Thoughts?

In the end perhaps just allowing the semi textured primer roller surface is fine.. will see after I apply it this weekend.

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A. Spruce
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Re: Sanding primer or not

Post by A. Spruce » Fri Jul 20, 2018 11:29 pm

If you apply topping over primer, you're negating the purpose of the primer, which is to seal the surface and provide an even base for your top coat.

If you need a baby's butt smooth finish, then I suggest you sand out your drywall, then apply both primer and paint layers with an airless sprayer, this will leave you with the least amount of texture humanly possible.

Using normal techniques of smooth sanded drywall with rolled primer and rolled paint, you should end up with a nearly smooth surface. Yes, a roller is going to leave behind a bit of a texture, but it's pretty insignificant on the whole.

Now, I recall that you want to use some sort of chalkboard paint as your finished surface, I'm not sure to what end, because, IMHO, writing on walls is not really something that should be promoted. I'd much rather see you do a traditional finish to the wall and then install a dedicated panel as your muralscape surface.

Anything you apply to the wall becomes a layer that you will eventually have to cover and repaint, hence my reticence to make an entire wall or room a "writing" surface. Because ink and chalk are not all that easy to cover over, having an alternate surface that you dedicate to your muralscape that can be removed later with minimal damage to the original surface will be preferred, both to you when that time comes AND the next owner of the property.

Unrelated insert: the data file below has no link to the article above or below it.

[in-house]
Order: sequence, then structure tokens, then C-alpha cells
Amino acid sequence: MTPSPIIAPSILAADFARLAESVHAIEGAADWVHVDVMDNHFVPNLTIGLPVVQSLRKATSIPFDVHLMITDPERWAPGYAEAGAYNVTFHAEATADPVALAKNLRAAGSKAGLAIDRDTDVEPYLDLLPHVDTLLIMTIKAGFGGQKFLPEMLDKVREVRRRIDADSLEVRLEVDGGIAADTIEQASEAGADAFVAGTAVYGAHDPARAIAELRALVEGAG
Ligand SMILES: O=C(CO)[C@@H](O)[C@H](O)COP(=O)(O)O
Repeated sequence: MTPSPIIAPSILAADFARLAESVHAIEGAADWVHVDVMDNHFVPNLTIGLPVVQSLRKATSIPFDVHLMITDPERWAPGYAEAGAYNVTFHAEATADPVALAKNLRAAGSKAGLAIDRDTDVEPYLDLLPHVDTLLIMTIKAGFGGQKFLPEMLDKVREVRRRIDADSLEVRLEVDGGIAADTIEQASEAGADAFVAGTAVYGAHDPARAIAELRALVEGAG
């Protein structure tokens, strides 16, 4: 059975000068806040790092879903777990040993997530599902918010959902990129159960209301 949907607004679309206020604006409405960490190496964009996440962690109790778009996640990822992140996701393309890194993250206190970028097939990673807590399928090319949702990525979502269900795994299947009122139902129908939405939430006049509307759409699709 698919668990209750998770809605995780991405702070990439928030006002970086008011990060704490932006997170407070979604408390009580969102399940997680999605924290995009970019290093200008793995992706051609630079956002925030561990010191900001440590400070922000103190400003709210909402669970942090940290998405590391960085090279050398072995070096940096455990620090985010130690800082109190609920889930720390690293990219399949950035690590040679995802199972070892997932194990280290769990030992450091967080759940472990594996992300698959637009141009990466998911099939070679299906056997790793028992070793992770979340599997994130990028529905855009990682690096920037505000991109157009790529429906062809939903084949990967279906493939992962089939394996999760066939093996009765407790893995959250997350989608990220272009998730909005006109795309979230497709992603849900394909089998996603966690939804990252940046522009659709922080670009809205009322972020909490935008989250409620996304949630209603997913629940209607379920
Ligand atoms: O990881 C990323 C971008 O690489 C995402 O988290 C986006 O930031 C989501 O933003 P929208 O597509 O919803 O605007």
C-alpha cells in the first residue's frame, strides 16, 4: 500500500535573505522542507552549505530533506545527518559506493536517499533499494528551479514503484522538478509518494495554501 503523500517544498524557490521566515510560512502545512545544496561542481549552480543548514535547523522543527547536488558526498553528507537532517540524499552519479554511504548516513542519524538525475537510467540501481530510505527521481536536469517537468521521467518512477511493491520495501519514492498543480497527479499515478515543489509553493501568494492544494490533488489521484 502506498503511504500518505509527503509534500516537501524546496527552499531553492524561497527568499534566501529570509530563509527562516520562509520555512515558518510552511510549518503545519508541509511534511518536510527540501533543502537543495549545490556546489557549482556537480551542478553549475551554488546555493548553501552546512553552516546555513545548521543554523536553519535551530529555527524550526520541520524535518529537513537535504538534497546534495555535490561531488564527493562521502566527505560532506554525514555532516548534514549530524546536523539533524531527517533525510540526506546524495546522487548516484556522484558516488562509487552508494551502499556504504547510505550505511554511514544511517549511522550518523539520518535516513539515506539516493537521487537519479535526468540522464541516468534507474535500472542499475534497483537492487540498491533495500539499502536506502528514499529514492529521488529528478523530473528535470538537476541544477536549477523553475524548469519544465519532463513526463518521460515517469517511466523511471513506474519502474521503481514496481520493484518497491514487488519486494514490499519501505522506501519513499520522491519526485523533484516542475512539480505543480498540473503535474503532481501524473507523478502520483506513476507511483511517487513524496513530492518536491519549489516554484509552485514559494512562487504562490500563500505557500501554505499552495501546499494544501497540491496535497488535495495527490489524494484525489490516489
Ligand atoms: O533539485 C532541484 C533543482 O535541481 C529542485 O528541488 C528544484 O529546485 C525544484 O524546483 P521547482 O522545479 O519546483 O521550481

What if you were to install a sheet or two of 1/4" masonite on the wall, tape the fasteners/joints as you would drywall, then paint with your special paint, thus you get the surface you want, without waste of material or hassles of reversing the project when it no longer serves your purposes?
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Neil007
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Re: Sanding primer or not

Post by Neil007 » Sat Jul 21, 2018 7:28 am

A. Spruce is 100% correct. If you skim coat after priming you are essentially starting all over again. You could keep doing that and end up with 2 foot thick walls. I dont know what you are in tending to use the wall for, but if you just like the glassy smooth finish, and not using it for a writting surface. Than sand between the coats. Then apply a polyacrlic (sp) clear coat with a foam roller, sand between that coat and them a light coat to finish it off.

hahatango
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Re: Sanding primer or not

Post by hahatango » Sat Jul 21, 2018 9:21 am

Thanks all. I'll not compound over and lightly sand over. The ideapaint (dry erase) is for my studios office hence using walls as whiteboards. I almost just bought framed boards or rollable ones, but having entire wall be an erase board does look much nicer.

Many thanks to you tips, videos, and quick replies.